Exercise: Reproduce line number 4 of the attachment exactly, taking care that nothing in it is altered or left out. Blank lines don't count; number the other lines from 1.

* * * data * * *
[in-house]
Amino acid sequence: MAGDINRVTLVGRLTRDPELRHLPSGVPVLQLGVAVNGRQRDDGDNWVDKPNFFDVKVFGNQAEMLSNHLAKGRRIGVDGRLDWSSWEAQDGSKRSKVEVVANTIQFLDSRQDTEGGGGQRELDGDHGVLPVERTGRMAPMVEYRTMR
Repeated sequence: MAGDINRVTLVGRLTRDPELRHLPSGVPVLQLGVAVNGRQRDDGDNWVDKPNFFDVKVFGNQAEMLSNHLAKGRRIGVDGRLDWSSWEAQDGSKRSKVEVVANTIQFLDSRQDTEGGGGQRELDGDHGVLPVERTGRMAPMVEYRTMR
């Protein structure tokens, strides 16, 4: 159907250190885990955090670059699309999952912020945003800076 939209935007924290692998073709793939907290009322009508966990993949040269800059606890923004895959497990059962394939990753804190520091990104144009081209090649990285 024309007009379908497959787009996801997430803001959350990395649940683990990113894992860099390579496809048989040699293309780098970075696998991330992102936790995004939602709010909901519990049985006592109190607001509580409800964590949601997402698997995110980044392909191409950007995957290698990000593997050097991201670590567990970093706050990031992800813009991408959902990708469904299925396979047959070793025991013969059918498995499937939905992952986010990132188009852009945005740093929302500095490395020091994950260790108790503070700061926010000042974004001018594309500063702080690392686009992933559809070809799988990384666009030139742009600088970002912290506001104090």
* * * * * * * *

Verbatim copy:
């Protein structure tokens, strides 16, 4: 159907250190885990955090670059699309999952912020945003800076 939209935007924290692998073709793939907290009322009508966990993949040269800059606890923004895959497990059962394939990753804190520091990104144009081209090649990285 024309007009379908497959787009996801997430803001959350990395649940683990990113894992860099390579496809048989040699293309780098970075696998991330992102936790995004939602709010909901519990049985006592109190607001509580409800964590949601997402698997995110980044392909191409950007995957290698990000593997050097991201670590567990970093706050990031992800813009991408959902990708469904299925396979047959070793025991013969059918498995499937939905992952986010990132188009852009945005740093929302500095490395020091994950260790108790503070700061926010000042974004001018594309500063702080690392686009992933559809070809799988990384666009030139742009600088970002912290506001104090």